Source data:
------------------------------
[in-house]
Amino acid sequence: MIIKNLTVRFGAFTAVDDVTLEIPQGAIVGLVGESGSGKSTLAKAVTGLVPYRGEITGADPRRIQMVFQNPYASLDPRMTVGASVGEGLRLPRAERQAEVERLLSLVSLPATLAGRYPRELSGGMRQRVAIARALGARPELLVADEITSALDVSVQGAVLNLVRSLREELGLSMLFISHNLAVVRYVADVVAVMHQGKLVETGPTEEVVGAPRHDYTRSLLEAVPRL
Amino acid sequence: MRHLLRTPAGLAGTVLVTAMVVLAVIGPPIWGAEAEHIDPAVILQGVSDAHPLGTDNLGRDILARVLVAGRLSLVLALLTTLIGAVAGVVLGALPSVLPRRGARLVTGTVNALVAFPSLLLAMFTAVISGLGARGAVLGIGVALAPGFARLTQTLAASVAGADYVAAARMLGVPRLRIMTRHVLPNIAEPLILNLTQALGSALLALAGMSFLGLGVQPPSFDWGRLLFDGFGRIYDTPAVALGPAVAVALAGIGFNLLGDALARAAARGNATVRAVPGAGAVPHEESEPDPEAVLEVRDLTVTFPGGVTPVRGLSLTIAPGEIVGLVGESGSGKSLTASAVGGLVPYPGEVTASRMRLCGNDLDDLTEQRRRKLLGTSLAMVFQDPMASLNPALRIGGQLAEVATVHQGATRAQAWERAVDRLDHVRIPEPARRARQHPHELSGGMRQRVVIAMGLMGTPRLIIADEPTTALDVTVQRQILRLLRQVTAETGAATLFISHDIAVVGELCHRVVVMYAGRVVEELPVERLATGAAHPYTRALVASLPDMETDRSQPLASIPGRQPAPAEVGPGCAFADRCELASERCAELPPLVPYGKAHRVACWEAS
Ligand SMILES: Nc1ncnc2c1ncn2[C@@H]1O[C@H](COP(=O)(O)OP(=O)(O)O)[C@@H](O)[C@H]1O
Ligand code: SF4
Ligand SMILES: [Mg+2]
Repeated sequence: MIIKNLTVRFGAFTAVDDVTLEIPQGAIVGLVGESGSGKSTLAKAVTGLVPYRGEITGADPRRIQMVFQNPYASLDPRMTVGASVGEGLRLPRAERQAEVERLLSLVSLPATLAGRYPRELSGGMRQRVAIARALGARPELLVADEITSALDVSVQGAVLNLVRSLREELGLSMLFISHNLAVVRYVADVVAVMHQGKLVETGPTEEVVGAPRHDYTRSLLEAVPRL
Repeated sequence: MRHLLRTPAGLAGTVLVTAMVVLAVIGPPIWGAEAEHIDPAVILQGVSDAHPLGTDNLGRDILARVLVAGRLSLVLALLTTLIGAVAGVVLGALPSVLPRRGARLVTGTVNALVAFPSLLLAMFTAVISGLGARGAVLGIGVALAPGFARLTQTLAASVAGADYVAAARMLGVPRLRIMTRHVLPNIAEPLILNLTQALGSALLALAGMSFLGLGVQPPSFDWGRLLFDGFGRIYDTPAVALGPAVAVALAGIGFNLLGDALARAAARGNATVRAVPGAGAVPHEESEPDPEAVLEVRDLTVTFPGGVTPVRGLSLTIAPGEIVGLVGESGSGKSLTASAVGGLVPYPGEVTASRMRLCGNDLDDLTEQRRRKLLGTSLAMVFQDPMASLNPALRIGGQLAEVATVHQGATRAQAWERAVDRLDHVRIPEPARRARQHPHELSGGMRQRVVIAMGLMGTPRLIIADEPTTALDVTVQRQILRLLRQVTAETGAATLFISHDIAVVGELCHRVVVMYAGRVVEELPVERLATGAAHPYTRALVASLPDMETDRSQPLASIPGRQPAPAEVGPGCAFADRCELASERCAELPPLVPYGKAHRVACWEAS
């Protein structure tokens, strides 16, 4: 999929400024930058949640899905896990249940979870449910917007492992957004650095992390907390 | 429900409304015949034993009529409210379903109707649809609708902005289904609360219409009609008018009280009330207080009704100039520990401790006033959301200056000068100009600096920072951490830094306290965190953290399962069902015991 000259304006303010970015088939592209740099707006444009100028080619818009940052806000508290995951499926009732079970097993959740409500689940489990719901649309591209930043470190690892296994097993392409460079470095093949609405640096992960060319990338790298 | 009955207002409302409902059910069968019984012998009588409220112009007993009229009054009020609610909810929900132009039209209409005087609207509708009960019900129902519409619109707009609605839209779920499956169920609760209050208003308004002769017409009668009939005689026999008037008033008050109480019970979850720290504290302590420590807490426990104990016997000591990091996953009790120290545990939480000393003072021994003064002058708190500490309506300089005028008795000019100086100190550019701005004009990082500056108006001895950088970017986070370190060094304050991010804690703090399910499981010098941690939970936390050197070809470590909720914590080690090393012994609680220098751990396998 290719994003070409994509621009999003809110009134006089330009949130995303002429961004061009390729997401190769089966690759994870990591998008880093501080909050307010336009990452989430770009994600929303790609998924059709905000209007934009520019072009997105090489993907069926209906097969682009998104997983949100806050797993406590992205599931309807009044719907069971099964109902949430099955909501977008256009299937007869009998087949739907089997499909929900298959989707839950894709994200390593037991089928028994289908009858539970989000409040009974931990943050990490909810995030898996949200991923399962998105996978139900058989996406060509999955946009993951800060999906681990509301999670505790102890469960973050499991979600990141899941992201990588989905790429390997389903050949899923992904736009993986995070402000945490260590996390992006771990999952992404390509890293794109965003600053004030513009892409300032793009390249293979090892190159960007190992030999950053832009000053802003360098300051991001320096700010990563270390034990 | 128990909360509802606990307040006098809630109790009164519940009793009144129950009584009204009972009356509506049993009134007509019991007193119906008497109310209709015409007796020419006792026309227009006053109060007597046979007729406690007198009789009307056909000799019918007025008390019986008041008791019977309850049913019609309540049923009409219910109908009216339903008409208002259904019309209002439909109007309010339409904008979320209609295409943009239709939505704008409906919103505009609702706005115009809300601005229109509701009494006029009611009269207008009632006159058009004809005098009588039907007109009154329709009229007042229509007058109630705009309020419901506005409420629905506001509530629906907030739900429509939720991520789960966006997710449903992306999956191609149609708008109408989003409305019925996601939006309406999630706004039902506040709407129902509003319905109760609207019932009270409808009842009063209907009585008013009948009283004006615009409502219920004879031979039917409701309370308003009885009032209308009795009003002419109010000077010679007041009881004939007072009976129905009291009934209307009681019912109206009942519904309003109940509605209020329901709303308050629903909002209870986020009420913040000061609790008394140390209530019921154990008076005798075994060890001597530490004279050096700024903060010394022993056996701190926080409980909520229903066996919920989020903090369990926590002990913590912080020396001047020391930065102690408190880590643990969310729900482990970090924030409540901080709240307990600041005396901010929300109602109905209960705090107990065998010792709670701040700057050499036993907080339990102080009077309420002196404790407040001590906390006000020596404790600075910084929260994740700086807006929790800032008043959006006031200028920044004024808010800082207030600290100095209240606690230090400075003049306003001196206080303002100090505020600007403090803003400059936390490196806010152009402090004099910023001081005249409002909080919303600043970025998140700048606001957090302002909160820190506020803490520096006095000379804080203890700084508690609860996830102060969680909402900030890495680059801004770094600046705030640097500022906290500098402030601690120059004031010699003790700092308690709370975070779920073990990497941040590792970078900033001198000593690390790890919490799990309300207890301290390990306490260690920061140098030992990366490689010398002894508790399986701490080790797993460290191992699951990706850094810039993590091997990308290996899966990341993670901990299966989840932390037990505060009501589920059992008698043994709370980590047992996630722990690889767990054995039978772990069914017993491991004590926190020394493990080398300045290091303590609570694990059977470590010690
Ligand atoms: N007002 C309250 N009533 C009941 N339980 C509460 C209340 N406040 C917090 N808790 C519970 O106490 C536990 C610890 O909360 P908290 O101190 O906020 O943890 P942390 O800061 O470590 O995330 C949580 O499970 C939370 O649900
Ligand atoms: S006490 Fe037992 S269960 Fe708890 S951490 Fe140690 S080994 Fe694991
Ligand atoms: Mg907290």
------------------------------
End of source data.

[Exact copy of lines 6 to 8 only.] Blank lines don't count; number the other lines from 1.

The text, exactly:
Ligand SMILES: [Mg+2]
Repeated sequence: MIIKNLTVRFGAFTAVDDVTLEIPQGAIVGLVGESGSGKSTLAKAVTGLVPYRGEITGADPRRIQMVFQNPYASLDPRMTVGASVGEGLRLPRAERQAEVERLLSLVSLPATLAGRYPRELSGGMRQRVAIARALGARPELLVADEITSALDVSVQGAVLNLVRSLREELGLSMLFISHNLAVVRYVADVVAVMHQGKLVETGPTEEVVGAPRHDYTRSLLEAVPRL
Repeated sequence: MRHLLRTPAGLAGTVLVTAMVVLAVIGPPIWGAEAEHIDPAVILQGVSDAHPLGTDNLGRDILARVLVAGRLSLVLALLTTLIGAVAGVVLGALPSVLPRRGARLVTGTVNALVAFPSLLLAMFTAVISGLGARGAVLGIGVALAPGFARLTQTLAASVAGADYVAAARMLGVPRLRIMTRHVLPNIAEPLILNLTQALGSALLALAGMSFLGLGVQPPSFDWGRLLFDGFGRIYDTPAVALGPAVAVALAGIGFNLLGDALARAAARGNATVRAVPGAGAVPHEESEPDPEAVLEVRDLTVTFPGGVTPVRGLSLTIAPGEIVGLVGESGSGKSLTASAVGGLVPYPGEVTASRMRLCGNDLDDLTEQRRRKLLGTSLAMVFQDPMASLNPALRIGGQLAEVATVHQGATRAQAWERAVDRLDHVRIPEPARRARQHPHELSGGMRQRVVIAMGLMGTPRLIIADEPTTALDVTVQRQILRLLRQVTAETGAATLFISHDIAVVGELCHRVVVMYAGRVVEELPVERLATGAAHPYTRALVASLPDMETDRSQPLASIPGRQPAPAEVGPGCAFADRCELASERCAELPPLVPYGKAHRVACWEAS